Second, during the day, silently to yourself, perhaps say a brief
prayer.  Pick one.  How about, “Jesus, meek and humble of heart: Make my
heart like unto Thine.”

His blog post would have been much better if he had started his missive on personal devotion with this prayer, especially if he had expanded on it.  It could have been a post on what it means to have a heart like Jesus, and what kinds of acts such a heart leads to.  Effectively, it could have led into something very similar to my own Prayer for Living Worship.  Such a prayer, written with passages like 1 Corinthians 13 and Galations 5 in mind, would have been a perfect lead in to a sort of devotion that any person — even one of those “awful atheists” would have trouble finding fault with.

*  My own.  Whether or not anyone else is religiously devoted is none of my business, let alone subject to any actual judgment on my part.

** I’ll note that this is a problem I have when many Pagans seem to reduce our ethics to nothing more than “don’t hurt anyone” as well.

4 thoughts on “Devotion is great. I wish you’d focus more on it.”

  1. You have a point. Jesus spent very little, if any, time talking about what people should not be doing. Most of his teachings had to do with what people should be doing: helping the poor, the sick, the lonely.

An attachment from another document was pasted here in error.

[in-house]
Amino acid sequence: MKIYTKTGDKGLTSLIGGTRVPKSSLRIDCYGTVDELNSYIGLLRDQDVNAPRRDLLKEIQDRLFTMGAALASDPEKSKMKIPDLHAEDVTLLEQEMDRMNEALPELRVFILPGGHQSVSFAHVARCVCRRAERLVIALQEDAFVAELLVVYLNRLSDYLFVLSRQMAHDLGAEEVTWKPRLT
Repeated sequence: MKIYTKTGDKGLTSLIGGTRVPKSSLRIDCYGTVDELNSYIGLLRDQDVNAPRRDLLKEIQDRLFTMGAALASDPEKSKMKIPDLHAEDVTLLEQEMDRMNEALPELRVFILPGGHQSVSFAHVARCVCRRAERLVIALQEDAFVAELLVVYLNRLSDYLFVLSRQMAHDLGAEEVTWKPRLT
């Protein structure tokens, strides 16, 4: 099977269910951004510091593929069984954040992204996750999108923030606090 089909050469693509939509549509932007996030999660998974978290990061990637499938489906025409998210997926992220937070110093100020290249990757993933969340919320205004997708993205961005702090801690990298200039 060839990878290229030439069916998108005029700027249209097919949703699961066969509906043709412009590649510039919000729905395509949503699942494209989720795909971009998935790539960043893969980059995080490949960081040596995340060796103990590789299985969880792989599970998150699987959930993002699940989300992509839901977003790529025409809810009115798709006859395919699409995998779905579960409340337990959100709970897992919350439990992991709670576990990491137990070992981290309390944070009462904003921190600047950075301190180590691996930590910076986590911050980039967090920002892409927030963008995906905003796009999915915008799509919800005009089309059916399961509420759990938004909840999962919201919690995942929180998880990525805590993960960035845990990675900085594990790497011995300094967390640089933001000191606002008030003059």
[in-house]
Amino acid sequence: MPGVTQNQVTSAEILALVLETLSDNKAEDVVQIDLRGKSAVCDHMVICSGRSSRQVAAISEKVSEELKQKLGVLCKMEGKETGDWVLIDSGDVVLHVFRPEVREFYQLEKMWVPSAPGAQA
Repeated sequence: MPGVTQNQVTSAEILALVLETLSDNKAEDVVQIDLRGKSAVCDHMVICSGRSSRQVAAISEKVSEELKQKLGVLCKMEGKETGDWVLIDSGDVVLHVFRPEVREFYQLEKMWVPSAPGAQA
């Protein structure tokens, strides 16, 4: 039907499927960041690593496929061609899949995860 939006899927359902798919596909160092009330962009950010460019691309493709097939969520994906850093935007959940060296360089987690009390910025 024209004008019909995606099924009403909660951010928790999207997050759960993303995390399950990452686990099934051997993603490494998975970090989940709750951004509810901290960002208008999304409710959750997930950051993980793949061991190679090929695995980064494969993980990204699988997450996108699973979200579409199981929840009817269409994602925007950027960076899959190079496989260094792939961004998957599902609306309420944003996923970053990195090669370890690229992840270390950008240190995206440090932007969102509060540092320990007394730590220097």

Interesting how, inevitably, the religions founded on those teachings turn into long, long, long lists of things you shouldn’t be doing.

  2. Absolutely. Positive, not negative; active, not restrictive; doing good as action, rather than omission.

    This is very much the Christianity I grew up with, and very much not the Christianity I hear most vocally presented to the world. And while I can’t be a Christian, I still think that difference represents a very great loss – if that makes any sense.

    Thanks for writing this.